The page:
Look behind the scenes of any significant capital campaign or in the hallways of a high-performing hospital foundation, and you will likely find the hospital or health system chief executive officer (CEO) in lock step with the foundation head or chief development officer (CDO).
All high-performing CDOs know that their ability to grow gift revenue relies heavily on an institutional culture of philanthropy. This success depends on effective organizational dynamics, from a dedicated and generous board of trustees to a medical staff that collaborates regularly with foundation staff on grateful family fundraising. At the epicenter stands the CEO, whose grasp of philanthropic tenets and participation in the philanthropic process are essential to success. While this commitment to philanthropy has always been a valued best practice, such dedication is more important than ever in an environment of high turnover at the CDO level and intense competition for philanthropic support.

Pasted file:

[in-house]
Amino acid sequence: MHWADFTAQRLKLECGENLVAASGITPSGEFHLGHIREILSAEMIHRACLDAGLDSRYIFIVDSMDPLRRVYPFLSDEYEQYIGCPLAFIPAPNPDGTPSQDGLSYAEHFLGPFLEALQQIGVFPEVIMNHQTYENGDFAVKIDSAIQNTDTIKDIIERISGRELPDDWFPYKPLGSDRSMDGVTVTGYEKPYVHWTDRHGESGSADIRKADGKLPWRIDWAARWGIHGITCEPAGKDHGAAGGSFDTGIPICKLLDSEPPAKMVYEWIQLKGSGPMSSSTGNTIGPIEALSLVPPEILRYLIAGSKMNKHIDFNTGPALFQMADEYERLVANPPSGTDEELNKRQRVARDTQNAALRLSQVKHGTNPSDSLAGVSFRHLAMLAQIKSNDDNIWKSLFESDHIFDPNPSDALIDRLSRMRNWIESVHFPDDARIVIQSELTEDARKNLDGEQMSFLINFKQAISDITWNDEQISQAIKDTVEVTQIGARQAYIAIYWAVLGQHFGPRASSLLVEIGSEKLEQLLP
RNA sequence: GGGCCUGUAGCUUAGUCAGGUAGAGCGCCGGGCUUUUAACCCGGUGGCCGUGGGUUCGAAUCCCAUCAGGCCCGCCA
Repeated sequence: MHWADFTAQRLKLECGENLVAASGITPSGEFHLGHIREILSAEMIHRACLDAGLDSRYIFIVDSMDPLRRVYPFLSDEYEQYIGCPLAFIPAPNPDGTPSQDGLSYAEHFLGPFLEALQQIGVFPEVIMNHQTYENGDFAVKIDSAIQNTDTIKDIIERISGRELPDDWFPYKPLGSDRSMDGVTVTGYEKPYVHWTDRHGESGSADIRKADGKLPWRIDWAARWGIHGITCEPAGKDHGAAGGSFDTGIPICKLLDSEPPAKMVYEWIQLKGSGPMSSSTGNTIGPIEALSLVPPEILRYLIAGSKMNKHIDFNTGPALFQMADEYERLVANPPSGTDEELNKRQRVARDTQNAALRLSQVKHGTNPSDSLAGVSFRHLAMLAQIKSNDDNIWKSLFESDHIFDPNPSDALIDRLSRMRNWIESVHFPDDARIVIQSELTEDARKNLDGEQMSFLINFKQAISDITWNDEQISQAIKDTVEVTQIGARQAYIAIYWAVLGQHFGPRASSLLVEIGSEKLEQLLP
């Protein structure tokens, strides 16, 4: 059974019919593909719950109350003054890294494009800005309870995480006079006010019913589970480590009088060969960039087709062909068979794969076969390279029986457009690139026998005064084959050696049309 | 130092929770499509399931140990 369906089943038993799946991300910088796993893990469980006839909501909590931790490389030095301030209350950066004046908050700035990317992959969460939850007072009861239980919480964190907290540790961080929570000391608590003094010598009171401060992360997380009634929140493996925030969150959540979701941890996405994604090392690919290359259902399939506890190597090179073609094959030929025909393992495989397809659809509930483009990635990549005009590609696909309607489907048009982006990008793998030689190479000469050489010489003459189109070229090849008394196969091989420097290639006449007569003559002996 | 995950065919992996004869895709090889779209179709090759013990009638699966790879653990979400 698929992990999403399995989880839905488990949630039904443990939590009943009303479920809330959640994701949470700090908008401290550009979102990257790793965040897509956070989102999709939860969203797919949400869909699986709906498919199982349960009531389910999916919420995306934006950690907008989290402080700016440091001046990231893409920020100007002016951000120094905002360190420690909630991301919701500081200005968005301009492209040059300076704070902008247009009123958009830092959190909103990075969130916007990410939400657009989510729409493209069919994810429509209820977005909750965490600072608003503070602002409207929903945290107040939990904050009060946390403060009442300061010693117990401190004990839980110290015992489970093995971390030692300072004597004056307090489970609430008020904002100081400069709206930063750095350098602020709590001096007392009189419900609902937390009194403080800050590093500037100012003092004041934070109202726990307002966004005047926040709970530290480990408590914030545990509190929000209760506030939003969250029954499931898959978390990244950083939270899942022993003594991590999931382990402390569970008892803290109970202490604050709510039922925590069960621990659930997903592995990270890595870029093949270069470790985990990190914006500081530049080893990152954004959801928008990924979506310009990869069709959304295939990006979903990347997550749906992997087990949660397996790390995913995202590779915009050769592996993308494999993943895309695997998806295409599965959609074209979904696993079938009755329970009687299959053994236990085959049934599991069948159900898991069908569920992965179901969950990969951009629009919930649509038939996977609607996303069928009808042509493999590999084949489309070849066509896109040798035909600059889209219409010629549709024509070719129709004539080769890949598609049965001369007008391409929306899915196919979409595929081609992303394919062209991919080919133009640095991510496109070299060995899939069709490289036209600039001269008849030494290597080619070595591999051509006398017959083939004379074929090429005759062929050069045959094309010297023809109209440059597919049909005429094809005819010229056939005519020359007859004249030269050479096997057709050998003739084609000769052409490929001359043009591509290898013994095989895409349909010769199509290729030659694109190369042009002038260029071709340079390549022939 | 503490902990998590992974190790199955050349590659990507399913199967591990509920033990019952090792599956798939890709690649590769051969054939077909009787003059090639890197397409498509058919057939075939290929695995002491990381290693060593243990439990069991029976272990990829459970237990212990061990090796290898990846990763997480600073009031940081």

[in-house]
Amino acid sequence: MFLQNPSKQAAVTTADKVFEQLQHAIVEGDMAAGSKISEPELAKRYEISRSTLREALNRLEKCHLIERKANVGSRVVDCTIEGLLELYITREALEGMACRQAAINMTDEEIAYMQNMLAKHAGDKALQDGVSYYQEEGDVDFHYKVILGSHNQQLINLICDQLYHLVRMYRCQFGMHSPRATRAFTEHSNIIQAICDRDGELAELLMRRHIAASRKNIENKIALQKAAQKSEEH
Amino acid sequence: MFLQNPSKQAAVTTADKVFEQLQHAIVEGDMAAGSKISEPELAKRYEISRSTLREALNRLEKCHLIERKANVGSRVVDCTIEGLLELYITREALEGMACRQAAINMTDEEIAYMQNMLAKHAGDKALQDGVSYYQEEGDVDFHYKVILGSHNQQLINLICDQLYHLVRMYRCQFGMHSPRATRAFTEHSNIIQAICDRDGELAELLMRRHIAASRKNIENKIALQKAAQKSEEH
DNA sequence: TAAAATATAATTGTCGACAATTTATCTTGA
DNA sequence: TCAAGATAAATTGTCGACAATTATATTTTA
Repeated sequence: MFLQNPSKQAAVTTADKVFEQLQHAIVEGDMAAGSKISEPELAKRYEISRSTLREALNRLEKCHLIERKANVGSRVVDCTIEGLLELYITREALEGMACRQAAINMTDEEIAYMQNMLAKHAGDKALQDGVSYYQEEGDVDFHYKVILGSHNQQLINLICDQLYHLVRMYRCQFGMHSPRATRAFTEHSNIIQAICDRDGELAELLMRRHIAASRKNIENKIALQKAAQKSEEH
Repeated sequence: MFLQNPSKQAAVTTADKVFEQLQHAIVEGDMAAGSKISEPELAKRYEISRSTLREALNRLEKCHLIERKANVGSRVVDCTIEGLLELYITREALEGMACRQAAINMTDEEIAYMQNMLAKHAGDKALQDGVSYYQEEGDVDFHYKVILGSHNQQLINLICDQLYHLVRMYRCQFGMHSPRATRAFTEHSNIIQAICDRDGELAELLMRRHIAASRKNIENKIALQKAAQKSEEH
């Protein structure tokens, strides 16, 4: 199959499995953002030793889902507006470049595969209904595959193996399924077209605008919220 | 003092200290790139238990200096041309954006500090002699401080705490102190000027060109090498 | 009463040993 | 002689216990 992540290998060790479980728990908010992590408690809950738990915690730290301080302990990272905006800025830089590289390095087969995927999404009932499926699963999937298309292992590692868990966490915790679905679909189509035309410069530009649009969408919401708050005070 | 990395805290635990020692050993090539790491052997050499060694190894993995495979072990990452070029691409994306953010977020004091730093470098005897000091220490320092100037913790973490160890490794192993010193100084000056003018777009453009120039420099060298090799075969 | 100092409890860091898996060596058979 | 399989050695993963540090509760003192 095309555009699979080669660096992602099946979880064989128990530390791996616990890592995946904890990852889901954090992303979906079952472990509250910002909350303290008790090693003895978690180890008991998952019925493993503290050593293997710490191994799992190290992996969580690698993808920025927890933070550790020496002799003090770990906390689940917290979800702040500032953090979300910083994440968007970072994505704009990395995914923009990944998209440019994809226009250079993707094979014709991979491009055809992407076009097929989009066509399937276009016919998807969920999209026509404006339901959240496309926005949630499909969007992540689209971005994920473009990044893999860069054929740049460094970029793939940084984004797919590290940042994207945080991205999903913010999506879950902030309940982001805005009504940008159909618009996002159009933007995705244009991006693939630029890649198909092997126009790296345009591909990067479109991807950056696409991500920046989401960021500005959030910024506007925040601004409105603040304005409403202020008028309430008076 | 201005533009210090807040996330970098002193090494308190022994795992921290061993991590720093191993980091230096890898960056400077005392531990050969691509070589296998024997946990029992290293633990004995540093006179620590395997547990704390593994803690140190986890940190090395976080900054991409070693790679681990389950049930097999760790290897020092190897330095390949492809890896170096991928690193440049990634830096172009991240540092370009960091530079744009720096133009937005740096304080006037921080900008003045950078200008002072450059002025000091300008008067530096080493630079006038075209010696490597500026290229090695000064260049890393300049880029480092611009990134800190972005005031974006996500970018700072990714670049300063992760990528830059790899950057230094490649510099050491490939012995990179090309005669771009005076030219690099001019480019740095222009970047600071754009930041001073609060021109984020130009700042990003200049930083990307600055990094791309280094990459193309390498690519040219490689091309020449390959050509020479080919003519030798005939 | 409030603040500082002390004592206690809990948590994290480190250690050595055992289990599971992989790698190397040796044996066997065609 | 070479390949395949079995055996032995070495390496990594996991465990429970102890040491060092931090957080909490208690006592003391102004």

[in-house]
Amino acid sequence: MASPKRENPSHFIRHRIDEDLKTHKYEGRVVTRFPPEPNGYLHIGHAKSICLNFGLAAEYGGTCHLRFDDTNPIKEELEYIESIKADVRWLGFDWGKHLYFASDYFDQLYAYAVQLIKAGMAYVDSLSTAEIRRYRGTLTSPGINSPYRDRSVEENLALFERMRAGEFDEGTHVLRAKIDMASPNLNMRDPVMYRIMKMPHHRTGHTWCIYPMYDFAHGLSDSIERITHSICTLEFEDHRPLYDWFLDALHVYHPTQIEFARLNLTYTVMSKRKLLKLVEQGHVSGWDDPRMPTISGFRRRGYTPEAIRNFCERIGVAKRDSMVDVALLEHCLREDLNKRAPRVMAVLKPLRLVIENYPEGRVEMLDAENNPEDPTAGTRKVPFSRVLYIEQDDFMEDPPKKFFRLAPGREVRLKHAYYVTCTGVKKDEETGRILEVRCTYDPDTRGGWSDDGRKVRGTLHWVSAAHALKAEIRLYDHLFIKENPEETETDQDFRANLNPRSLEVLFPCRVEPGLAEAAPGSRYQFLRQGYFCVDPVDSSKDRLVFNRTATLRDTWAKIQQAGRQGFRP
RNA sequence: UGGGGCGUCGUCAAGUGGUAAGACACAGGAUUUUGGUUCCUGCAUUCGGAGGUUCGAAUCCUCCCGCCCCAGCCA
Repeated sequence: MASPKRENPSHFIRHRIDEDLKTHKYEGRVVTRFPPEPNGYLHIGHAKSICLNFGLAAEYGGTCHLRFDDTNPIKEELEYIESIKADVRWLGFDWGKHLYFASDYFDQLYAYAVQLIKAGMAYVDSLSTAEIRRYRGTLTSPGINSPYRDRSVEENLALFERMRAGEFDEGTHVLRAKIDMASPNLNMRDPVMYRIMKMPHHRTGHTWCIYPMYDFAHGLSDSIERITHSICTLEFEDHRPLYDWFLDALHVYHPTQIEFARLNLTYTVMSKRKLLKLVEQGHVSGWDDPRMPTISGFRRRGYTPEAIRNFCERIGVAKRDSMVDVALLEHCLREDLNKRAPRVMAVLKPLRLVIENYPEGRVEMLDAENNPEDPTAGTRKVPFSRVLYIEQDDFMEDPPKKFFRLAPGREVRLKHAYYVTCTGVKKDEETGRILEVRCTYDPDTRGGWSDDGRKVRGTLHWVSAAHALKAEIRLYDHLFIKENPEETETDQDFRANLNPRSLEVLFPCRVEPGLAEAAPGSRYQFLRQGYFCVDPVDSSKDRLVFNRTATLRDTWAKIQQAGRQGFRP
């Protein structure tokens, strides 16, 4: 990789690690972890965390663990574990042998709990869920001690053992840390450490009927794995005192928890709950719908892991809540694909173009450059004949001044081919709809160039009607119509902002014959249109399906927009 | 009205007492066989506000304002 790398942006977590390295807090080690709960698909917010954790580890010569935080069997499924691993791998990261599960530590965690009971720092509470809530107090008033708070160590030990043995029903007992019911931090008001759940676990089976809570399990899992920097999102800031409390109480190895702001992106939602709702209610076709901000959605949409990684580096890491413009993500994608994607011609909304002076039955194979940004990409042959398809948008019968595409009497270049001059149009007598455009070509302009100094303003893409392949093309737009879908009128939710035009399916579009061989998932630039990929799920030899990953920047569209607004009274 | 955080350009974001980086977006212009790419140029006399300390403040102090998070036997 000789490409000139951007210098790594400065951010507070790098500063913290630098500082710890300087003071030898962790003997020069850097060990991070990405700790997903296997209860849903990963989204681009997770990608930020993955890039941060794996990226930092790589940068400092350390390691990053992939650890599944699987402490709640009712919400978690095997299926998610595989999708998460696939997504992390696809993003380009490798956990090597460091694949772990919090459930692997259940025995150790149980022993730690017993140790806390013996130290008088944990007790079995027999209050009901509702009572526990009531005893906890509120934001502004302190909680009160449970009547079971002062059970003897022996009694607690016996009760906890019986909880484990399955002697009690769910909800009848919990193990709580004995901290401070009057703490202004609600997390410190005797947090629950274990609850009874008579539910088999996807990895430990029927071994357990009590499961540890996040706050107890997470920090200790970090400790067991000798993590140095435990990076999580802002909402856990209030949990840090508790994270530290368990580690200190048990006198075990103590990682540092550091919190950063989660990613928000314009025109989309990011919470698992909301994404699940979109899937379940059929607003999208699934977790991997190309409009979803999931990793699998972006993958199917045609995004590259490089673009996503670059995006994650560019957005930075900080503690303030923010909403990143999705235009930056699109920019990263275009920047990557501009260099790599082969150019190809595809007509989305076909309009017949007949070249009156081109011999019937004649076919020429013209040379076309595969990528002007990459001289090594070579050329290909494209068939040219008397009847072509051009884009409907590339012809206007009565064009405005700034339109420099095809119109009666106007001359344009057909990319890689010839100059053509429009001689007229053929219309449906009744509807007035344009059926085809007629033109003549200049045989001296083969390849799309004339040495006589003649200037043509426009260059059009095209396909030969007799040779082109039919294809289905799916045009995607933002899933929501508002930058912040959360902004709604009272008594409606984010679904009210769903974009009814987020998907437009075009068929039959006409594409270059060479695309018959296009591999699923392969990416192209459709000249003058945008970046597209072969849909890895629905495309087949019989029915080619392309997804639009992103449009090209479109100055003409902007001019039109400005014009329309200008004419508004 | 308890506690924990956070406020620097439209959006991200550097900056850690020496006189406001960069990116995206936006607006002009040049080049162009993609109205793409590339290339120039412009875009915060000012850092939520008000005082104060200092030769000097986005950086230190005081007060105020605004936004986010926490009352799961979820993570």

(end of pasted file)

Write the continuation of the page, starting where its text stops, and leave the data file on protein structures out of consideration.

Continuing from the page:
Too many stories are told these days of a CDO who lasts just a couple of years—or sadly even months—in their new role at a major healthcare institution or system. Much head scratching and wringing of hands follows, and sadly the situation sometimes repeats itself, perhaps multiple times. What’s happening? And what’s a CEO to do?
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